When most white people think of racism, they think of someone in a white hood and robe or a generally hateful person. This is individual racism; the racist attitudes and actions of individuals. The examples of this are obvious, but systemic racism (sometimes called structural or institutional racism) is harder to understand. Does systemic racism just mean a bunch of racists who have banded together? How can we have racist systems if there are no longer specifically racist laws on the books? No, systemic racism is not a collective of racists, nor is it necessarily what laws are currently in place. Rather, systemic racism is the way a social system privileges white people while disadvantaging people of color.
For centuries, America’s systemic racism was held in place by specific laws that oppressed people of color—laws that have thankfully been overturned (though often reluctantly). But, even after those laws were overturned, the white-favoring momentum kept right on rolling. And it this historic momentum that continues to allow, for example, the pattern of police abuse against people of color.
Whether it’s a traffic system, a system of education, or an economic system, you know a system works properly when the people using it don’t notice it. Efficient systems tend to run on autopilot, so we only notice a system when it stops working, like the highway system during construction season! White people tend not to notice how systems work in our country because the system isn’t broken for them. During a sweltering summer, if my A/C is working just fine I don’t think about it at all, and I might assume my neighbor’s is also working just fine. So if a white person is enjoying a system that’s working just fine for them, they might assume the system is also working just fine for their black or brown neighbor. But this view that the systems are good and working is not shared by most within black and brown communities.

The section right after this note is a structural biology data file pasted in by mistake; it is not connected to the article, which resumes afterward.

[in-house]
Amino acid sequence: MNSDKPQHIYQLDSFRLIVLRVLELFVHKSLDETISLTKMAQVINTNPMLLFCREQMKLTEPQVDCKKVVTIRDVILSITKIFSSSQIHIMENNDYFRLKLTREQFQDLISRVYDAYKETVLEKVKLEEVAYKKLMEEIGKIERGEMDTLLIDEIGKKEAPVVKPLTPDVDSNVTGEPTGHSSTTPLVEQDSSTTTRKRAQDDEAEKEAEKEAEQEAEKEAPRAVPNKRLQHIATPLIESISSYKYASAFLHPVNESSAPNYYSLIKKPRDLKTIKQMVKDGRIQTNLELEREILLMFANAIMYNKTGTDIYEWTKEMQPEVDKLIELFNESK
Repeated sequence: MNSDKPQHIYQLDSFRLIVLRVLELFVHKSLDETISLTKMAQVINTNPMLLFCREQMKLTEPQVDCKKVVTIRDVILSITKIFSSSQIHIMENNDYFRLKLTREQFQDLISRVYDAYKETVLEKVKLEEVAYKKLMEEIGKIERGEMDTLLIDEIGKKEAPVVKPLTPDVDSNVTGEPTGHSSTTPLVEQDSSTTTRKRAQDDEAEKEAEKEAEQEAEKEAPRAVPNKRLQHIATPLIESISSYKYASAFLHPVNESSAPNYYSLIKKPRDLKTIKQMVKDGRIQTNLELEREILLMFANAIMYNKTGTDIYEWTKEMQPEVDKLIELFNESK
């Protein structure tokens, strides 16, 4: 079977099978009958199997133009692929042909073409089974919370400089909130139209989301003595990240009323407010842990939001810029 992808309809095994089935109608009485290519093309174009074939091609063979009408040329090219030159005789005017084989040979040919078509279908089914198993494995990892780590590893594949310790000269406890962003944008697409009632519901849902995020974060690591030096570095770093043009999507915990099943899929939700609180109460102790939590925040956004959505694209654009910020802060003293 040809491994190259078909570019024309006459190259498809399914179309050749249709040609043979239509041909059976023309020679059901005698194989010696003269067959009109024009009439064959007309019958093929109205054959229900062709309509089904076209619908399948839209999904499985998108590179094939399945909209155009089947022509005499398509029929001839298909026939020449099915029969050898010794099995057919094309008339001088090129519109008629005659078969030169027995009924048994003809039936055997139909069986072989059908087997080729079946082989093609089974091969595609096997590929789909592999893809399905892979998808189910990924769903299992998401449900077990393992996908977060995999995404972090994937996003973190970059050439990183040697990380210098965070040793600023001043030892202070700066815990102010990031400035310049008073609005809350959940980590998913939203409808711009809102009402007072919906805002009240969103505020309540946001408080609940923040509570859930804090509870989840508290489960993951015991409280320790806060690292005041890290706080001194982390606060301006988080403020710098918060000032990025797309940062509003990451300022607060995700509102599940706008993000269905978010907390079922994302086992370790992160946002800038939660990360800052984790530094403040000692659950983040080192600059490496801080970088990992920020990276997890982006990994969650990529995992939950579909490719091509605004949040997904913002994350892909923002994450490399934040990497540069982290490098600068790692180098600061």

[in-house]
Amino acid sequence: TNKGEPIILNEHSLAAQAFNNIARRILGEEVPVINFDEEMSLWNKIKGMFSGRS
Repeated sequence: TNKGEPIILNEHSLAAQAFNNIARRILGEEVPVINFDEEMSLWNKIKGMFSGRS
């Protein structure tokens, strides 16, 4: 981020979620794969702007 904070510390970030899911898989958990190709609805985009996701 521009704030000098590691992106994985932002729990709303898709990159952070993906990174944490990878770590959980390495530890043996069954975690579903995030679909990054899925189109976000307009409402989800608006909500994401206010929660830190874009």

Talking about systems and structures can seem abstract, but they have very real consequences. For example, Minnesota has one of the worst disparities in home ownership in the country: with 76% of white households owning their home and only 23% of black households owning their home. (MN State Health Assessment). How do we explain this? The answer is that this is the momentum of a system at work, and the system goes back a long way.
Starting in 1910, Minnesota realtors used something called “racial covenants.” These were legal clauses in property deeds that specified that black people were not allowed to buy certain properties. This came out of a fear that black residents would hurt property value in white neighborhoods. This practice was reinforced in 1934 when banks began a practice called “red-lining” where they refused mortgages to people of color to keep them out of mostly-white neighborhoods. Red-lining and racial covenants are illegal now and have been for decades, but we are still reaping the consequences of these policies and legal decisions. How so? In America, most wealth is accrued through home ownership, but because the majority of black people were unable to access home ownership until recently, entire communities could not build wealth or pass wealth on to the next generation and the devastating repercussions of this are still felt today.